People are continually creating new plugins to extend the functionality of Strapi, so you’ll always be able to find what you need. In only a few minutes, you can even create your own custom plugin.
The Drawbacks of Using Strapi
Nothing is flawless, just like many other things in life. Strapi is no exception, and it does have some drawbacks:
1. It’s Difficult to Migrate Existing APIs
If you already have a backend system in place (for example, WordPress), moving it to Strapi will take some time if you want a perfect 100 percent match. Strapi, for example, does not have native support for WP-CRM. Therefore, you will have to manually deploy it in the background.
Frameworks like Kirby or Craft come pre-packaged with everything needed to manage content out of the box, and they merely supply an API on top of that.
Furthermore, using Strapi shouldn’t be too difficult if you’re familiar with REST APIs, but converting old endpoints to Strapi can be challenging. That is why, rather than attempting to move something, most users utilize Strapi when starting from scratch.
2. TypeScript Support Is Limited
Strapi does not support TypeScript out of the box, which is a shame because it is a breakthrough technology. If you’re an advanced user working on a large or complex project, this missing feature may hinder your experience. However, a plugin in the npm repositories can quickly restore it. Because the source code is available online, you can even write your own plugin for any language.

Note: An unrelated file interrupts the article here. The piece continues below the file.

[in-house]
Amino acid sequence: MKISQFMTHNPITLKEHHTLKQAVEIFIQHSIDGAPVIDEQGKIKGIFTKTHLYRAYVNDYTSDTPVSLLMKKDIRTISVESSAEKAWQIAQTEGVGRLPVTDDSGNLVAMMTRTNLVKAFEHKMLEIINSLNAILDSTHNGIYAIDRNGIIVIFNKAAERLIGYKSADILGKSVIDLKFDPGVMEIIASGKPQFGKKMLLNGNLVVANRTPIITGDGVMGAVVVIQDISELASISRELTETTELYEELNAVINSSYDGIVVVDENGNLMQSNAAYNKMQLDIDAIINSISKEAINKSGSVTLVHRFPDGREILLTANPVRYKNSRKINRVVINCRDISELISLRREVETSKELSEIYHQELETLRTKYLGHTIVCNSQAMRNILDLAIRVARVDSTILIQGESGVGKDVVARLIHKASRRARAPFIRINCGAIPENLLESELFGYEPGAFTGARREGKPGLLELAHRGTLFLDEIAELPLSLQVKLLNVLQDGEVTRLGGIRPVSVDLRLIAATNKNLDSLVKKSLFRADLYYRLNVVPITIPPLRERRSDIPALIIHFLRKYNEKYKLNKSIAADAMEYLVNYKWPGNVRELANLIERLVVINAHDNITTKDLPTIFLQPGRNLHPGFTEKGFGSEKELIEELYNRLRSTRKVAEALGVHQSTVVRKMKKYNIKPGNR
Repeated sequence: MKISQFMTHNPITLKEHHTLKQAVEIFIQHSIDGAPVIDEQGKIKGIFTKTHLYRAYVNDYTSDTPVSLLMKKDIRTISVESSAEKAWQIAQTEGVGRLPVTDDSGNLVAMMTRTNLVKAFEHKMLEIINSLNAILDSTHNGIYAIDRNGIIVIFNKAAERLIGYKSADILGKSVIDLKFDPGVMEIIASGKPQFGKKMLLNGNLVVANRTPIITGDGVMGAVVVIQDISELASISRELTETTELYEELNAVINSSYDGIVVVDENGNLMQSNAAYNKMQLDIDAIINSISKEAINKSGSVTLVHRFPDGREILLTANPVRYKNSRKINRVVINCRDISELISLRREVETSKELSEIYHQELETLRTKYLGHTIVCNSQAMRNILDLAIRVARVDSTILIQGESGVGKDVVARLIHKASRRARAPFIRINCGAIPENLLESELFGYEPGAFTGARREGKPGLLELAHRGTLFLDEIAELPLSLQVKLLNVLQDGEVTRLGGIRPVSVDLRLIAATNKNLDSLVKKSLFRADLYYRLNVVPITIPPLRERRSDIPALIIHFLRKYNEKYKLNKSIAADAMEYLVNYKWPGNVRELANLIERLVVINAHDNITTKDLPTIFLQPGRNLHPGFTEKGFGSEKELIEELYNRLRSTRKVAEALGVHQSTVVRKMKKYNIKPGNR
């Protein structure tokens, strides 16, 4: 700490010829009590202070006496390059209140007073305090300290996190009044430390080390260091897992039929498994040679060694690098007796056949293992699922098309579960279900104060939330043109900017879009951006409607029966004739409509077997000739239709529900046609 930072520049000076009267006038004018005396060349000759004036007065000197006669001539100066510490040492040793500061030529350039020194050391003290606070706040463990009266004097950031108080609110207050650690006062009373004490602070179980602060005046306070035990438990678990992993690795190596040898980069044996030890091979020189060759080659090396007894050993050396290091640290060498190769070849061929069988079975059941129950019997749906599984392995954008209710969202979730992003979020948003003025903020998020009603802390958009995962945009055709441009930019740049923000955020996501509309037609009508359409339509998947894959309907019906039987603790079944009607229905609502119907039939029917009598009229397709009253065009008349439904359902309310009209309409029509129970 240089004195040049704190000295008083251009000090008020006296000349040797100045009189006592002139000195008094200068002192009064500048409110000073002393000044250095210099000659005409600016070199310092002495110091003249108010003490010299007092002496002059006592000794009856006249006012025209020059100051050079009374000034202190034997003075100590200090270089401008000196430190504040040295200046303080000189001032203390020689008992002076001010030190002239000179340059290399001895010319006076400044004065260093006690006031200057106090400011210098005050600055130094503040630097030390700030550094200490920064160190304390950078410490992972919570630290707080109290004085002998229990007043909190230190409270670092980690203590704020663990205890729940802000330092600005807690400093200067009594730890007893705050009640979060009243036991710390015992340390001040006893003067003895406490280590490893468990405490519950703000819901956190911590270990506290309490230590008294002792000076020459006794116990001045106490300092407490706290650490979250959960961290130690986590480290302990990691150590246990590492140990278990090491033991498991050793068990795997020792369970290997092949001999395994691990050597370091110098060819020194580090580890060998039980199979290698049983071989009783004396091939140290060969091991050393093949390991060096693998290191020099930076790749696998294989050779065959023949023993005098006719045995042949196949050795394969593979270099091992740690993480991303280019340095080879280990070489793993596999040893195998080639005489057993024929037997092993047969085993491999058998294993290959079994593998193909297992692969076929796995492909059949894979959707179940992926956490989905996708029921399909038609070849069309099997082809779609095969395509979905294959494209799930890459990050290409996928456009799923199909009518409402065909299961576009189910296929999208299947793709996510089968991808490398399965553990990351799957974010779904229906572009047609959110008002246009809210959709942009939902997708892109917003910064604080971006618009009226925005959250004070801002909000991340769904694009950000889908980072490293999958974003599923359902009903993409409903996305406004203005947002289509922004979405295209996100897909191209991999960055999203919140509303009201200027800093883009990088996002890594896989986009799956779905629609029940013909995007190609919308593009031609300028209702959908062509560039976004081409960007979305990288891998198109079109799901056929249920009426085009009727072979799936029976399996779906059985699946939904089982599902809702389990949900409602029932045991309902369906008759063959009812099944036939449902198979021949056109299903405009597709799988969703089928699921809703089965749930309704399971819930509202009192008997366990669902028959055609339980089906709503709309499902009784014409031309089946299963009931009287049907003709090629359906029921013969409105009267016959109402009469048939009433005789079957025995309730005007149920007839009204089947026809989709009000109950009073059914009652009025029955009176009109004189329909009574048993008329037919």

3. Strapi isn’t Completely Free and Open Source
Strapi is open source and free to use, but it is not perfect. Strapi does, however, offer a Pro version with additional capabilities such as custom plugin support and professional assistance from their team with priority email access.
Strapi is a tool that is continually evolving, so expect frequent updates. Strapi’s stable version receives weekly changes, so keep an eye on it if you don’t want your platform to break unexpectedly. Although this is standard for most open-source tools these days, it is nonetheless inconvenient for developers who like stable software.